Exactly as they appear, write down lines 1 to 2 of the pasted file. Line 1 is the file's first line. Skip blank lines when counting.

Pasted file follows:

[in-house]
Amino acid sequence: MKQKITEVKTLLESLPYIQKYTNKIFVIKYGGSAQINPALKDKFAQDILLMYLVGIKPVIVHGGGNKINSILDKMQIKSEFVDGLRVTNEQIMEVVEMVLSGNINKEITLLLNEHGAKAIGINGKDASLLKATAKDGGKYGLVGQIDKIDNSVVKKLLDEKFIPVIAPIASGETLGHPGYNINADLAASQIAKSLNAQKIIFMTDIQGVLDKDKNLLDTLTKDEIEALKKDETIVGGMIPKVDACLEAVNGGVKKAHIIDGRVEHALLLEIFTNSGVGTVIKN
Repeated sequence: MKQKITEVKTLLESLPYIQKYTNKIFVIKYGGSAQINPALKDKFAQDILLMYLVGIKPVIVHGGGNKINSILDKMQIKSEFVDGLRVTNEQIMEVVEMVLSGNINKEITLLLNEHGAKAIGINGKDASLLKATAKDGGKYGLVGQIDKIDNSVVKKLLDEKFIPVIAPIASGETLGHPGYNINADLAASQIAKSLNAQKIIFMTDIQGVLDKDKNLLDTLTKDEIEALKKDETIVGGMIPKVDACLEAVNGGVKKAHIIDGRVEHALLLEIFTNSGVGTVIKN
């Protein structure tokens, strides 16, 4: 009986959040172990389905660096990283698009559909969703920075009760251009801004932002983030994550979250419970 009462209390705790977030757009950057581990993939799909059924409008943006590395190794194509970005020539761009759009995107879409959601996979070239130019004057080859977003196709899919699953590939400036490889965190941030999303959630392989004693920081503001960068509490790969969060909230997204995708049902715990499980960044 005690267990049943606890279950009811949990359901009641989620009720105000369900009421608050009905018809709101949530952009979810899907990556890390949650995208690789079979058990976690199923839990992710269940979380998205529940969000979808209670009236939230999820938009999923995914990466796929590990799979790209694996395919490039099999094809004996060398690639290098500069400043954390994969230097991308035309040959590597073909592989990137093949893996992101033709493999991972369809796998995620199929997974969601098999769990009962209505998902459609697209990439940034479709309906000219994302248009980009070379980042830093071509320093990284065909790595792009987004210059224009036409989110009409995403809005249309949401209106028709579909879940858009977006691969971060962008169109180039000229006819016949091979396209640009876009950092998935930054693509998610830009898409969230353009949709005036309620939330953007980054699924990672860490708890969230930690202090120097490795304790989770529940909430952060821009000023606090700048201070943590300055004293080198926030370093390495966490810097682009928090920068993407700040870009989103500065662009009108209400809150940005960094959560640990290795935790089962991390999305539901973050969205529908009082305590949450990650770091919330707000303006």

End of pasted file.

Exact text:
[in-house]
Amino acid sequence: MKQKITEVKTLLESLPYIQKYTNKIFVIKYGGSAQINPALKDKFAQDILLMYLVGIKPVIVHGGGNKINSILDKMQIKSEFVDGLRVTNEQIMEVVEMVLSGNINKEITLLLNEHGAKAIGINGKDASLLKATAKDGGKYGLVGQIDKIDNSVVKKLLDEKFIPVIAPIASGETLGHPGYNINADLAASQIAKSLNAQKIIFMTDIQGVLDKDKNLLDTLTKDEIEALKKDETIVGGMIPKVDACLEAVNGGVKKAHIIDGRVEHALLLEIFTNSGVGTVIKN